Saturday, August 16, 2008

From the Archive: "Tropic Thunder" Film Review

Film Rating: A

Welcome to The Archive, a comprehensive collection of reviews dating back to 2007, originally written for The Denver Post’s YourHub.Com website and print edition!  In the archive, you’ll find hundreds of movie, DVD, Blu-Ray, and TV reviews, along with other special features.  You can access the complete Archive Collection by clicking here, and read about the archive project by clicking here. 

Continue reading after the jump to access my original review of “Tropic Thunder.”

From the Jonathan R. Lack Review Archives:
“Tropic Thunder”
Originally published August 16th, 2008

Tropic Thunder opens without a studio logo, or anything even hinting at the beginning of a film.  It starts with fictional character Alpa Chino’s commercial for the energy drink ‘Booty Sweat.’  When this commercial ends, a fake preview begins for Scorchers VI; not until we see Ben Stiller’s character, actor Tugg Speedman turn around and face the camera do we realize that we’re actually watching the movie.  The laughter doesn’t slow down until the “Dreamworks” logo appears, after a few more fake trailers.  Tropic Thunder introduces us to its actor characters through fake previews, a stroke of brilliance that is the first of many in this endlessly creative, very intelligent, and breathlessly funny satire.

The film, co-written and directed by Ben Stiller, is a clever dissection of film, acting, and the entertainment industry as a whole.  It picks apart Hollywood, analyzes it for a second, and then satirizes it endlessly with affection.  And the laughs generated by the satire are extremely frequent and extremely large; once Stiller appears on screen in the Scorchers trailer, I was doubled up with laughter, and I didn’t straighten up until the car ride home.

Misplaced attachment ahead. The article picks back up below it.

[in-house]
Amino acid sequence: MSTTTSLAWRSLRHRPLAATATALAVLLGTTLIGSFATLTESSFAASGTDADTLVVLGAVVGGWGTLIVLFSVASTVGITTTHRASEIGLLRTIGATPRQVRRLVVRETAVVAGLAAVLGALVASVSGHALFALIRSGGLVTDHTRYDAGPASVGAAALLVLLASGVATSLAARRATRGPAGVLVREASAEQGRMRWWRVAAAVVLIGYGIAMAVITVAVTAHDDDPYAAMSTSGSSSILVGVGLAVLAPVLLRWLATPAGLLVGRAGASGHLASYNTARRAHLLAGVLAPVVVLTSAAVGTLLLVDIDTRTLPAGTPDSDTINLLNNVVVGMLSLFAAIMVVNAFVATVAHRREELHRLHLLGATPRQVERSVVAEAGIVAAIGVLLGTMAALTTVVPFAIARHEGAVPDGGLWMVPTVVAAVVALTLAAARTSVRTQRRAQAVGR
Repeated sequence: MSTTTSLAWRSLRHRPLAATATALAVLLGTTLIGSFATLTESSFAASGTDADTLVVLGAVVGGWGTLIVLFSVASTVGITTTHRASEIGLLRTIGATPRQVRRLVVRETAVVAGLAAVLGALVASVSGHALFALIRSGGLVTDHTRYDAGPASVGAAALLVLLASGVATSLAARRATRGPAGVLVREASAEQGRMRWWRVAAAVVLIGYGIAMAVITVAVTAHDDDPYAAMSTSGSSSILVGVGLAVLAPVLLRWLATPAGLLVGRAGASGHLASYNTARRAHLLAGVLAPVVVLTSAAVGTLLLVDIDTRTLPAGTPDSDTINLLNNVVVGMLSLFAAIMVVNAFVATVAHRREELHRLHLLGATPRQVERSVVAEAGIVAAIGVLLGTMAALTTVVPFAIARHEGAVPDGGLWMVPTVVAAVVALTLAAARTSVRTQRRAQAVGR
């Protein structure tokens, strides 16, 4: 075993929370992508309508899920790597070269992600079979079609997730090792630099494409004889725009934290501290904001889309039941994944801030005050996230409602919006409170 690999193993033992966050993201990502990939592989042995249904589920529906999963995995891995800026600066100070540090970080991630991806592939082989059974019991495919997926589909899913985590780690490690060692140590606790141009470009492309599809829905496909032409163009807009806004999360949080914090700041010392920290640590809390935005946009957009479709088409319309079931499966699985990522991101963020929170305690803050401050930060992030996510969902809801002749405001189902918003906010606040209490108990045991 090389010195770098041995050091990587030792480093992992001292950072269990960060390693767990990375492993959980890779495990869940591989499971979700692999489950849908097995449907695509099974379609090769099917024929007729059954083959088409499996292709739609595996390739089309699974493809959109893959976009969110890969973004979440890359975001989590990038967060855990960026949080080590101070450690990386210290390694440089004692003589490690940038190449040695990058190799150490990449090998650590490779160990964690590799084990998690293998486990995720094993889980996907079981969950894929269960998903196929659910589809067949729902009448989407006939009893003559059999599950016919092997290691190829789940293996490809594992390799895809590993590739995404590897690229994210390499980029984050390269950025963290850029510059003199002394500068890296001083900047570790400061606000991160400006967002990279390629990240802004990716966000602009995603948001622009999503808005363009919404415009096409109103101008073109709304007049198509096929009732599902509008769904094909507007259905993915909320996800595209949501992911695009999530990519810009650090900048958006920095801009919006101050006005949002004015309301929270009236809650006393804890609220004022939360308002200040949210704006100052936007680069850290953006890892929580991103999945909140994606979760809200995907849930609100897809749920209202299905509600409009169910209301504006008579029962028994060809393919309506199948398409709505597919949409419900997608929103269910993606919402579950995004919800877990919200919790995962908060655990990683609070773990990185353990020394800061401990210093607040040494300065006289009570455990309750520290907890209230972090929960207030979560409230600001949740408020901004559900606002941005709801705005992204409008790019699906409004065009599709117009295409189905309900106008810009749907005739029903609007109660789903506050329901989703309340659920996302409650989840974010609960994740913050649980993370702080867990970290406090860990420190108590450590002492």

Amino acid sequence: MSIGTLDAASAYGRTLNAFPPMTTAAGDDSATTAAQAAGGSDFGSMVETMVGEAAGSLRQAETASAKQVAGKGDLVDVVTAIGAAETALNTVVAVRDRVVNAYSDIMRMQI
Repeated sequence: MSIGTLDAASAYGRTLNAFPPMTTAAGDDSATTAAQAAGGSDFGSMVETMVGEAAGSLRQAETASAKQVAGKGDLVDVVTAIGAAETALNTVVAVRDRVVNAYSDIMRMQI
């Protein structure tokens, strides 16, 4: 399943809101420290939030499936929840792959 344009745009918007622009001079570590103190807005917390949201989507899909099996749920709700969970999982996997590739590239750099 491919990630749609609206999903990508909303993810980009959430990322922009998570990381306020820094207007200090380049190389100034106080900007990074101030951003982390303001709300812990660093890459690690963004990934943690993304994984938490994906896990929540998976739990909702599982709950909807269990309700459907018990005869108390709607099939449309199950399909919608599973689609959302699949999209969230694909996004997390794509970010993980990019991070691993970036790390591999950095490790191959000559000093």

And what better way to spoof Hollywood than with a big war movie; based on an acclaimed novel, the movie-within-the-movie “Tropic Thunder” is full of some of the biggest fictional actors.  There’s Tugg Speedman (Ben Stiller), the highest grossing action star of all time, who has recently endured a string of flops, the worst being his ‘serious’ turn in the film Simple Jack, about a mentally retarded farm boy.  Jeff “Fats” Portnoy (Jack Black), is a low-brow comedian whose claim to fame is the “Fatties” series of films; he’s also a drug addict.  And at the center of attention is 5-time Oscar winner Kirk Lazarus, an Australian actor who stays in character “until the DVD commentary,” who underwent skin pigmentation surgery to play the platoon’s African-American leader (Robert Downey Jr. is essentially playing himself times 1000).

These characters sound familiar?  That’s the brilliance of the movie; we know these actors, and we know their characteristics.  Yes, these characters are over the top, but not outside the realm of possibility.  Kirk Lazarus bleaching his skin black doesn’t seem so ridiculous when you consider that, in real life, Daniel Day-Lewis refused to wear a warm jacket when he caught pneumonia while shooting Gangs of New York, his reasoning being that those kinds of clothes didn’t exist in the time period.

These actors are then plummeted into the heart of the jungle when the director gets fed up and decides to shoot the film guerilla-style.  Stiller and the gang imagine what would happen if actors like these were actually put in this situation, and this idea is realized to its full potential.  Things go wrong and the only one who realizes they aren’t shooting a movie anymore is Lazarus, who stays in character despite that. 

The film is an ensemble, and while Robert Downey Jr. may have received third billing, but he’s the star of the show in my book.  Lazarus never breaks character, talking ‘jive’ the entire time; from beginning to end, Downey Jr. never uses a sound that resembles his real voice.  Lazarus provides some of the biggest laughs with his often incomprehensible speech pattern, with one of the best parts being when he tells Speedman the dangers of going “full-retard” in a movie.